Tuesday, May 10, 2011

The Wanna-Be-British Baker

If you know me at all, it's likely you've heard me say that I should live in England.  As an English major, it's hard not to have a soft spot for such a literary mecca.  I am, after all, the Literate Baker.  England also has one of the most endearing culinary traditions: afternoon tea.

Now, tea fare is no stranger to this blog.  I've waxed poetic about scones and tarts and all sorts of bite-sized bits of lovely sweetness.  Today, the tradition continues with yet another variation on scones.  If you've attempted the Chai Spice Scones, the recipe will look familiar.  Both are takes on a Barefoot Contessa recipe that has become the base for most of my scones.

Today, I offer you a marriage of orange and vanilla that I couldn't help but name...

Dreamsicle Scones

2 cups flour
1 tablespoon baking powder
1 teaspoon salt
zest of 1 orange
3/4 cup butter, diced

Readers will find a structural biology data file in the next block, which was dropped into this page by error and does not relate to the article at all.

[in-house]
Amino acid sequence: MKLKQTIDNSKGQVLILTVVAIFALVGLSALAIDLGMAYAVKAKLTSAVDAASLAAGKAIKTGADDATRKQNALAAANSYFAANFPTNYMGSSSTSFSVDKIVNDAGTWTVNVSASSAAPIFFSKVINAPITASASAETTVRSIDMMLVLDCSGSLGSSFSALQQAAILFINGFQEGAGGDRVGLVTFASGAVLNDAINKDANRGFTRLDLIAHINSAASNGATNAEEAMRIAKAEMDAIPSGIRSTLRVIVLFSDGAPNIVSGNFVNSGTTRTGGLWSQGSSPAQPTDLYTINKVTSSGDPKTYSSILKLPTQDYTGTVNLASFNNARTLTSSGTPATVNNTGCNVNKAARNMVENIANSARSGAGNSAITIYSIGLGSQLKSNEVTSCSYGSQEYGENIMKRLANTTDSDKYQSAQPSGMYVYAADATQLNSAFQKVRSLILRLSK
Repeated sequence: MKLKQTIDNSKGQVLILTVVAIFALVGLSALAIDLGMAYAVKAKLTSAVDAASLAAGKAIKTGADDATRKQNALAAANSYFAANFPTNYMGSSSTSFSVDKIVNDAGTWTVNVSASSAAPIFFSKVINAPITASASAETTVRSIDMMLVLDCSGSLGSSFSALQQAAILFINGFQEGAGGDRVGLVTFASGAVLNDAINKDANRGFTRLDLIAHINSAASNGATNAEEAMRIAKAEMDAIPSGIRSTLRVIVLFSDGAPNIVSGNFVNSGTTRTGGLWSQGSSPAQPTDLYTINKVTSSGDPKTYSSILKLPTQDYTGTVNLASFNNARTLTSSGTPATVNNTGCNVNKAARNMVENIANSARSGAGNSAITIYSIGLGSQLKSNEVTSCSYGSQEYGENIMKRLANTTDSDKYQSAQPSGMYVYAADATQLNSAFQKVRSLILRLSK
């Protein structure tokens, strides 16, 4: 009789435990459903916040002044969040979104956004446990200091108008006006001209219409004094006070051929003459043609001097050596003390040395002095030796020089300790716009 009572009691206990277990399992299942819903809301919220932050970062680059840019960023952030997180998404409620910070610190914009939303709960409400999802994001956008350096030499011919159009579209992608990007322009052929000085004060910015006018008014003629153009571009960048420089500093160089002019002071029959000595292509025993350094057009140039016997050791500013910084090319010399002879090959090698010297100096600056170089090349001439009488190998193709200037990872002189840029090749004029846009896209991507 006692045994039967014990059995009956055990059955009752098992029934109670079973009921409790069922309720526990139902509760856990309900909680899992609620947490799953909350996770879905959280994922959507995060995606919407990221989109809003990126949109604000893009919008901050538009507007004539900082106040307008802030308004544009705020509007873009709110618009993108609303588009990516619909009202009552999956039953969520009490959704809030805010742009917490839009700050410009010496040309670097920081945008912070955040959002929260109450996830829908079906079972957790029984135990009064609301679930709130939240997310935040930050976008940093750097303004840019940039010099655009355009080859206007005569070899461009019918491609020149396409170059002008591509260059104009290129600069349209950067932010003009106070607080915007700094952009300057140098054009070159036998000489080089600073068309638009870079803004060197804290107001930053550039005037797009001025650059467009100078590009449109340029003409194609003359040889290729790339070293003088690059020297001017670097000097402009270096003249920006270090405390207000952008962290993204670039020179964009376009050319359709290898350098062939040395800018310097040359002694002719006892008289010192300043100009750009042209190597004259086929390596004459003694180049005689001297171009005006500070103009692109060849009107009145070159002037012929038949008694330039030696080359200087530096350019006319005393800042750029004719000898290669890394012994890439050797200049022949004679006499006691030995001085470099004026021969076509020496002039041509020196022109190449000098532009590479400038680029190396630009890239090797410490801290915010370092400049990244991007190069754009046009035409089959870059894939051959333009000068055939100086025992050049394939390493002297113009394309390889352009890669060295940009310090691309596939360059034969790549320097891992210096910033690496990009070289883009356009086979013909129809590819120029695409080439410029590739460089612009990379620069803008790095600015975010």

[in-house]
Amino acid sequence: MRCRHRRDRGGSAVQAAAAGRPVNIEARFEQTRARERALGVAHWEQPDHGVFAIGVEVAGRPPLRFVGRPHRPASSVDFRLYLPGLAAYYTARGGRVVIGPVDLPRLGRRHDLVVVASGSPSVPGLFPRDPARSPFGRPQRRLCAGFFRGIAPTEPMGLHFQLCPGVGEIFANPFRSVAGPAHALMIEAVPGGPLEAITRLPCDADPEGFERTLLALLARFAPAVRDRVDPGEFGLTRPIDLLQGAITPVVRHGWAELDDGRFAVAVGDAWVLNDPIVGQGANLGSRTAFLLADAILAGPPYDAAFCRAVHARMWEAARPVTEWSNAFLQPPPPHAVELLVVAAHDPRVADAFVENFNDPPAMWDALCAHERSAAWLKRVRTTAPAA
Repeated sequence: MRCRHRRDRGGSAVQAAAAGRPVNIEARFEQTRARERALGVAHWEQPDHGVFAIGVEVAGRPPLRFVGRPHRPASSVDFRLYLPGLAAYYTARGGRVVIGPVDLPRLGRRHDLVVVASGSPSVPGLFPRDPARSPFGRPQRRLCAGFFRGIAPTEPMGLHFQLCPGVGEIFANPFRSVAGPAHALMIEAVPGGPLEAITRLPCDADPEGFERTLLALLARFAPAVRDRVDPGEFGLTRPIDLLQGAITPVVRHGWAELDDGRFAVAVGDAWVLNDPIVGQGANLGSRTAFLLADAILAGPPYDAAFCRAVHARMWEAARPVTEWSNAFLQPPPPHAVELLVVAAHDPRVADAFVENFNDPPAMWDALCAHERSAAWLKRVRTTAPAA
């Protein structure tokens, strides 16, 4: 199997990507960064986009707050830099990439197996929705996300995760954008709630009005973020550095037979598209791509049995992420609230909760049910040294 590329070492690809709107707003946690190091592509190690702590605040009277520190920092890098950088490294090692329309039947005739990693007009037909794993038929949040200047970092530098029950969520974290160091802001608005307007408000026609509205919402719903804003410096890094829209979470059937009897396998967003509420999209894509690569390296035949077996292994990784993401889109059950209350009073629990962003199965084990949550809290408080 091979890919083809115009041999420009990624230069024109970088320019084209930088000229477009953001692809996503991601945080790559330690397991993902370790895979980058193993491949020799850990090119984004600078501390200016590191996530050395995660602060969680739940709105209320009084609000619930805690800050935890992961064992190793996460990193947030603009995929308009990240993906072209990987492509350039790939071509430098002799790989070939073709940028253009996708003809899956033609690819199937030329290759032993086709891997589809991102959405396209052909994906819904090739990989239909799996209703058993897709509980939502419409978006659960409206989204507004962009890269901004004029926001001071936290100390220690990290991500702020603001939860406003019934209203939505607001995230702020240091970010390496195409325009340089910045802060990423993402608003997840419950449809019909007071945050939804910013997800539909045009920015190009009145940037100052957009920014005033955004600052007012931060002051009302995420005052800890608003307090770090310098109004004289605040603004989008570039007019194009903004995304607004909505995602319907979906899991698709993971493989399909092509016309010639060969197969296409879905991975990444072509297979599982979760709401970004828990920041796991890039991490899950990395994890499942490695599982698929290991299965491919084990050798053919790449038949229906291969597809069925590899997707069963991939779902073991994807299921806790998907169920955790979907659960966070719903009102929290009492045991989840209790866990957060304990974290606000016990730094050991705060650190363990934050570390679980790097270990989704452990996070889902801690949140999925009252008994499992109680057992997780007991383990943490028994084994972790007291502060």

2 eggs
1/2 cup heavy cream
1 teaspoon vanilla extract
4 ounces white chocolate, chopped
2 tablespoons sanding sugar (optional)

Combine flour, baking powder, salt, and orange zest.  Blend or cut in butter until the size of small peas.  Add white chocolate.  Meanwhile, mix together eggs, cream, and vanilla.

Add wet ingredients to dry and blend until dough just comes together.  Dump onto a floured surface and knead 4-5 times to bring dough together.  Pat or roll to approximately 1/2 inch thick. 

Cut into your favorite scone shape (I used a fluted, 2-inch round cutter.) Sprinkle with sanding sugar.

Bake at 400 degrees for 15-18 minutes, until golden brown.

These babies are great on their own.  If however, you're in the mood to guild the lily, you could combine 2 ounces of softened cream cheese, 2 tablespoons of sugar, 1/2 teaspoon of vanilla extract, and 1/2 cup of heavy cream.  Whip together for a couple of minutes and you've got something that isn't Devonshire cream, but that is so tasty you won't mind that it isn't. 

So, the next time you find yourself longing for London, bake up a batch of these, brew yourself a pot of something nice, and let loose your wildest British accent.  All in all, a most loverly way to...

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